Families demand Malaysia accept MH370 hunt offer

Families demand Malaysia accept MH370 hunt offer

Families demand Malaysia accept MH370 hunt offer

Neither Ocean Infinity nor the Malaysian government have said when the proposal was made.

The exploration company, Houston-based Ocean Infinity, offered to undertake the project and "the economic risk" for a fee only if it finds the wreckage of the plane, CNN reported Friday.

Australia's national science body CSIRO said in April that MH370 was "most likely" lying north of the former search zone - a 120,000 square kilometre (46,000 square mile) area largely defined through satellite "pings" and the flight's estimated fuel load.

Malaysian authorities have said discussions are ongoing and the firm only wants payment if the aircraft is found.Voice 370, an worldwide group of MH370 next-of-kin, urged authorities to take up the offer, saying in a statement: "Why hasn't Malaysia accepted this win - win offer?"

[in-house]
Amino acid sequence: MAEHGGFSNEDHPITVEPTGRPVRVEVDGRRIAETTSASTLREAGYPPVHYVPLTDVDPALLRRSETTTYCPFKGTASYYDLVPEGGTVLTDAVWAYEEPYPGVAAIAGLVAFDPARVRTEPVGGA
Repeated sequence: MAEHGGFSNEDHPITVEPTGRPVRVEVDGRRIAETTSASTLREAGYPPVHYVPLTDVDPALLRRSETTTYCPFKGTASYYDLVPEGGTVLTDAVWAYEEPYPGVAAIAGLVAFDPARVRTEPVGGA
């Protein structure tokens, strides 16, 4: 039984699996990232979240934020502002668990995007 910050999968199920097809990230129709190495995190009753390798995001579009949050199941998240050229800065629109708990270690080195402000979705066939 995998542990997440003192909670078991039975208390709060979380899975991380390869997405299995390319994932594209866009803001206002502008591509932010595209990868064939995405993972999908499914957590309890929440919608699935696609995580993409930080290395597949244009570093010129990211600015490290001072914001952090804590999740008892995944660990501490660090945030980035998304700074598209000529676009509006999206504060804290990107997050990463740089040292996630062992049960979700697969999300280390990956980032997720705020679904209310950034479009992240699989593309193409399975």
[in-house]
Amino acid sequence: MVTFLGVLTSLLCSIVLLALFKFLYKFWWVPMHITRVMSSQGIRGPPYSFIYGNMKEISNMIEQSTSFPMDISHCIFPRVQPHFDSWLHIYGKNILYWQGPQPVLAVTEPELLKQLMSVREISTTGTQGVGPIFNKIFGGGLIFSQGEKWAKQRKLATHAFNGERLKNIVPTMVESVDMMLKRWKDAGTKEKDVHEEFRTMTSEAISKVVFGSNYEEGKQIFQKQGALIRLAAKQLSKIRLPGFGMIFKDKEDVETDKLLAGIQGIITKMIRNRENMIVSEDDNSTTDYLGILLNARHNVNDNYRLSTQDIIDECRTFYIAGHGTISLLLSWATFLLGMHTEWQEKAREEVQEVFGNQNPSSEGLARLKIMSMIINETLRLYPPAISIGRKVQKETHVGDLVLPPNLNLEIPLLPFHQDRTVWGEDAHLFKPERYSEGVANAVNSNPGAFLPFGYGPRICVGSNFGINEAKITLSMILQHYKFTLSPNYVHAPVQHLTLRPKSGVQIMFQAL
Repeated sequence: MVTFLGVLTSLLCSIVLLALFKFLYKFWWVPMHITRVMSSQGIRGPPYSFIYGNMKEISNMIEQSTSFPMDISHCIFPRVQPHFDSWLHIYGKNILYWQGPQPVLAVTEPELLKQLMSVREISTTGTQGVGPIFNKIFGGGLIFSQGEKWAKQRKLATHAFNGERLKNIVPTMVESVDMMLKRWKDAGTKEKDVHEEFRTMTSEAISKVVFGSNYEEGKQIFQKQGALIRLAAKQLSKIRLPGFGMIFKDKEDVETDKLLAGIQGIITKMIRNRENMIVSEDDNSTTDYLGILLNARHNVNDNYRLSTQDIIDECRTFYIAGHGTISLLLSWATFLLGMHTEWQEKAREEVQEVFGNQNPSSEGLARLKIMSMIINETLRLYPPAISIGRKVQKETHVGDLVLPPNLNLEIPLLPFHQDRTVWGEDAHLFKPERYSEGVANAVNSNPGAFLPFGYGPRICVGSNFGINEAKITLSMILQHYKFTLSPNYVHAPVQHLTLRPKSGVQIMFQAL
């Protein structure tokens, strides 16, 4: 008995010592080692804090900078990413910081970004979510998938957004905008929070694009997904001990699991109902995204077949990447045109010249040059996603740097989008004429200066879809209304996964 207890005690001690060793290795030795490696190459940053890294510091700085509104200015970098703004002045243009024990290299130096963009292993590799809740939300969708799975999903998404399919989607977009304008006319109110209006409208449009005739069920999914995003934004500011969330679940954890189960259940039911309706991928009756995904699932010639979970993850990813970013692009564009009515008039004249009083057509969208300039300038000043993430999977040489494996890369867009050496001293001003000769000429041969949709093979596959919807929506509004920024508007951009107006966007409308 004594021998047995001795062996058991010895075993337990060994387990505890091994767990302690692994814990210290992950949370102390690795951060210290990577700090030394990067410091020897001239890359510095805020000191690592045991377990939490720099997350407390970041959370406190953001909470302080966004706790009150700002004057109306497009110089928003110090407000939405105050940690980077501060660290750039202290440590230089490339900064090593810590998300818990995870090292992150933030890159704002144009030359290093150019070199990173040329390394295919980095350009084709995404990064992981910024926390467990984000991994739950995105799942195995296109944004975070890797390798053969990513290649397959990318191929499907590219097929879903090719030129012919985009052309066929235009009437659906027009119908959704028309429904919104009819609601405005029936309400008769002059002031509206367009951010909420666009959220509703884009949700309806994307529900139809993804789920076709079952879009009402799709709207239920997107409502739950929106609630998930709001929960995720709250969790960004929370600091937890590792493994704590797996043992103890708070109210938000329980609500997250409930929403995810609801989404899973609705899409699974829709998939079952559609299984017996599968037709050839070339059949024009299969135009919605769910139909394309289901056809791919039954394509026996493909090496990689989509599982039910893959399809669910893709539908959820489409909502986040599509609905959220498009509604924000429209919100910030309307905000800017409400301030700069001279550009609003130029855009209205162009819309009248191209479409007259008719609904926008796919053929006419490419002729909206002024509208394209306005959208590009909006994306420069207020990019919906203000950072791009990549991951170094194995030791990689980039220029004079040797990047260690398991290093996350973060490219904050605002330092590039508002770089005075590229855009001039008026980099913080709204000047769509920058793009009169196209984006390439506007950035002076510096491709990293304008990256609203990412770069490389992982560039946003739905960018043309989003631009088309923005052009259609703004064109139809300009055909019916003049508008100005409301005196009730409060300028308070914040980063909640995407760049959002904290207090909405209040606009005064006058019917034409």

"Why hasn't Malaysia accepted this win-win offer?" "We're in a constructive dialogue with the relevant authorities and are hopeful that the offer will be accepted". Voice370 asked in a statement.

Single-engine plane crashes near Adrian, two seriously injured
Two people have been trapped inside a light plane after it flipped upon landing at an airport on Queensland's Sunshine Coast. The woman was able to get out of the plane and walk to the road, where she flagged down a driver to call 911.


Malaysia, Australia and China which began the search sending their respective teams had announced in January this year that they were suspending the search for MH370, which vanished while flying from Kuala Lumpur to Beijing on March 8, 2014.

An worldwide board of experts has concluded, based on analysis of Boeing 777 debris that drifted and washed up on western Indian Ocean beaches, the flight most likely crashed in a 25,000-square-kilometer (9,700-square-mile) area of ocean on the northern boundary of the last search zone, far southwest of Australia.

Speaking to NBC News, Darren Chester, Australia's transport minister, stated that since the aircraft was registered in Malaysia, that country "retains overall authority for any future search [efforts]". China, where most of the passengers came from, and Australia were both involved in the search.

"Australia stands ready to assist the Malaysian government in any way it can", it added.

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